Art Wednesday: Thomas Girtin

Jedburgh Abbey from the river, 1798-99

Artist: Thomas Girtin (1775-1802)
Born: London
Watercolorist - who played a key role in establishing watercolour as a reputable art form

This is the sad tale of Thomas Girtin who died at the tender age of 27 reportedly from asthma and quickly forgotten in the art world.  While Girtin was forgotten, his close friend and rival - William Turner went on to become one of Britain's greatest painters.   However, together they revolutionized the watercolour.  When Turner heard of the death of his friend he is reported to have remark, "Had Tom Girtin lived I should have starved". The fact was, Turner always believed that Girtin was the far better painter.

Even though traditionally taught, Girtin wanted his emotions to come through into the painting so he abandoned his training and painting with his heart and soul. Thereby introduced the romantic style in English landscape painting.  And you can clearly see that passion and emotion in all of his paintings (and likewise those of Turner).

Girtin exhibited at the Royal Academy from 1794.

In 1800 Girtin married Mary Ann Borrett, the sixteen year old daughter of a well-to-do City goldsmith, and set up home in St George's Row, Hyde Park.  Sadly he died 2 years later.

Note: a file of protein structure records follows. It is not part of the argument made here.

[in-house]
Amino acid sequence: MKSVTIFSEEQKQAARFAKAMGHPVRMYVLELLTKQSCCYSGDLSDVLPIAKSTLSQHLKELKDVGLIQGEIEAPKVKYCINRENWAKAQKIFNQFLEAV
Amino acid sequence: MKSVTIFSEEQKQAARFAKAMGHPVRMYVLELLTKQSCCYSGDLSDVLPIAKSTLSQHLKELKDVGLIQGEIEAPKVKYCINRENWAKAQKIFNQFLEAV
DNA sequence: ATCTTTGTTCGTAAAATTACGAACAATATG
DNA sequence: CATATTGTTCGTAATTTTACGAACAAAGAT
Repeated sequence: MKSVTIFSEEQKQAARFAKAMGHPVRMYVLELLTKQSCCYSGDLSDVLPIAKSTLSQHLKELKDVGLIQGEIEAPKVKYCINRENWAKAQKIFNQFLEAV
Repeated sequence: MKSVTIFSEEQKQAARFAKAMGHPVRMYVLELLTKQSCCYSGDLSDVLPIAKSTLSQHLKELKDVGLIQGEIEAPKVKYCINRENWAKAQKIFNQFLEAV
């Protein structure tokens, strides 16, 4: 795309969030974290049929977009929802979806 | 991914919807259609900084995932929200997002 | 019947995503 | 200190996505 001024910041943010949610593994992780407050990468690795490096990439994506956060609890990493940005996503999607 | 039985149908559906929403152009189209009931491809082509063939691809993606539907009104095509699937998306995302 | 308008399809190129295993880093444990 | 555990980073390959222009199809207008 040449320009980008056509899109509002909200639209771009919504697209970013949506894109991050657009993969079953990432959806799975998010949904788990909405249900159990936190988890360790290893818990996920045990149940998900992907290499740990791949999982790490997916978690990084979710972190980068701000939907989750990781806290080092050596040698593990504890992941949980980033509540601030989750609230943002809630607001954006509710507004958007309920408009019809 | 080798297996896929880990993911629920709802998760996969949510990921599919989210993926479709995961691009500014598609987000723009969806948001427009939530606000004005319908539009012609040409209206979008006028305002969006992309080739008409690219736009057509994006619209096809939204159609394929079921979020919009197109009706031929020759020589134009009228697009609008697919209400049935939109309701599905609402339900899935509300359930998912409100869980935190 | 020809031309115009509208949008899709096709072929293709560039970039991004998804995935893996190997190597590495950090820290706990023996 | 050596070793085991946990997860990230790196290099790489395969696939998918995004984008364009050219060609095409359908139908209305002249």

Girtin stayed at Lindefarne Castle on the north east coast of Britain (likewise Turner) and loved painting the raw elements of the castle and sea. He would paint outside in the icy cold and that, it is said, contributed to his health and early death.
You could easily mistake this for an early Turner painting.
The ruins of Middleham Castle, Yorkshire
 Eidometropolis, a panorama of London (watercolour and pencil on paper)
This huge painting - 18 feet high and 108 feet in circumference - was exhibited with success in 1802. In fact the size caused problems in finding a suitable location to hang it. It was notable for its naturalistic treatment of urban light and atmosphere.  He died not long after it was completed.  It was believed that his asthma was brought on by the many hours he spent out doors in all weather.
Durham Cathedral and Castle
There is a gentleness to these paintings that is often not found in Turners.
The Overshot mill, 1798
Street in Weymouth, Dorset


Here are a few examples of William Turner
He will appear in another Art Wednesday as I am quite fond of Turner.
The Slave Ship
The Fighting Temeraire tugged to her last berth to be broken up, 1839



  1. Some of those are really beautiful!! Very talented.

  2. Wow...just phenomenal! Thank you for the history with the art...very interesting! xxx

  3. How unique...just beautiful, thanks again for introducing me to another wonderful artist

  4. What an interesting but sad story. If he was asthmatic, the cold air could well have caused his early death, as could some of the mediums he used for his works.
    I love the colours in his pieces!
    I think I prefer water-colours to any other style of painting.
    Turner is wonderful too, but I agree that there's a lovely softness to this painters creations.
    Really beautiful,Jo.

  5. "You could easily mistake this for an early Turner painting."
    I'm pretty sure that is a Turner painting - called Lucerne by Moonlight.


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